From the time we were kids in gym class we have always been told to stretch before and after a workout, but most of us, not seeing the benefit of it or just simply being lazy, rarely do. Here is some information that may just get you stretching on a regular basis.
Why You Should Stretch
We all know that stretching can prevent injury and pain from a workout, but stretching also has so many day-to-day benefits that we are rarely told about.
The additional benefits of stretching are numerous:
Detox/Antidepressant/Muscle Strength: Stretching increases the amount of blood flow through the body. Increased blood flow removes toxins from the body at a faster rate, and increases the transfer of oxygen to your brain resulting in a clearer mind and a happier mood. Blood flow throughout the body to the muscles also becomes faster, increasing the strength and health of the muscles.
Anti-Stress/Relaxation: Stretching can help reduce anxiety and muscle tension, as well as lower blood pressure and breathing rate. A good stretching-and-breathing routine can be a great relaxation method, and can also help you sleep better.
Reducing Daily Aches and Pains: Carrying a heavy bag on one shoulder, and sitting or standing for long periods can cause tension and body misalignment, resulting in pain. Two great places to stretch are the glutes and spine. When you’re sitting, the nerves that activate your glutes can shut down in a very short period of time. When your glutes shut down, other muscles and joints in your body become over-stressed and can result in pain in places such as the knees and lower back. Stretching your glutes and hip flexors is a good first step to wake up these muscles and reduce future injury and pain. Simple rotational stretches of the spine throughout the day are extremely important if you drive, sit, or just stay in one place for a few hours of the day.
Other benefits are: improved range of motion of joints, improved posture, and even lowering of cholesterol.
When Should You Do It?
Stretching when you muscles are cold can cause major injury. It is advised to only stretch after the body has been properly warmed up. Examples of a good warm up are 5-10 minutes of jogging in place, moderately energetic walking on a treadmill, riding a stationary bicycle, or doing less-vigorous rehearsals of the sport or exercise you’re about to perform.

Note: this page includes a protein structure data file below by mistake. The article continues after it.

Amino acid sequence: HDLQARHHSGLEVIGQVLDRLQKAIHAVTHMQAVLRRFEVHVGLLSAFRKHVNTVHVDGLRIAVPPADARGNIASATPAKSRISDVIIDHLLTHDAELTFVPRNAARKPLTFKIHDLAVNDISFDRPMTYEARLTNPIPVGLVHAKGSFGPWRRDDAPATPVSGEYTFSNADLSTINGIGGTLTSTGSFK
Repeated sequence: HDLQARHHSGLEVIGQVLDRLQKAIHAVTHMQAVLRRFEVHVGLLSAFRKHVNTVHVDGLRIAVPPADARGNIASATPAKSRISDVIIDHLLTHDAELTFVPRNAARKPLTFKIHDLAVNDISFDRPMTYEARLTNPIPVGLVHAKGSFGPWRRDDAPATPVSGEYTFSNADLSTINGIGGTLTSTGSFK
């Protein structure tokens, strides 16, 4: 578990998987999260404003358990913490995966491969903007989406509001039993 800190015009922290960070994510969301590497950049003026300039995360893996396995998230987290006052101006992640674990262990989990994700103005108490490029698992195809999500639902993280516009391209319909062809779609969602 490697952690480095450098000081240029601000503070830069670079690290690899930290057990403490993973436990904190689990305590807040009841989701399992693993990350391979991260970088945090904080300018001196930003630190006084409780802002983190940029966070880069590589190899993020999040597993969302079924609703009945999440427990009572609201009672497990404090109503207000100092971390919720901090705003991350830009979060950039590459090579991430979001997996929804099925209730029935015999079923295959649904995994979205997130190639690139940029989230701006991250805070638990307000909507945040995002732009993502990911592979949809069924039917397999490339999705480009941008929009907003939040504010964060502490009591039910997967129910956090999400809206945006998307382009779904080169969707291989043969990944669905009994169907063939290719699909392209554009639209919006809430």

How To Do It
Pavel Tsatsouline explains it best in his book Relax into Stretch:
“Get in a comfortably stretched position and stay in it until your muscles relax. It usually takes a couple of minutes—although timing yourself is a decidedly bad idea. The relaxation time will vary greatly depending on your training level, fatigue, stress, the given muscle group, and many other variables. Just listen to your body. Once the muscle has relaxed, increase the stretch. Your muscles will tighten up again. One more time, wait the tension out. Breathe deep, easy, and slow. Repeat until you are close to getting spasms.”
The thing to remember is don’t force the stretch. Stretch through a muscle’s full range of movement until you feel resistance, but not pain. NEVER bounce through a stretch. A good 10-20 minute long stretch session, 3 times a week can be a great benefit to your body. Remember, stretching should feel good. You should stretch to the point of mild discomfort, at most, and then ease up.
Resources: Foundation for Wellness, Shape Magazine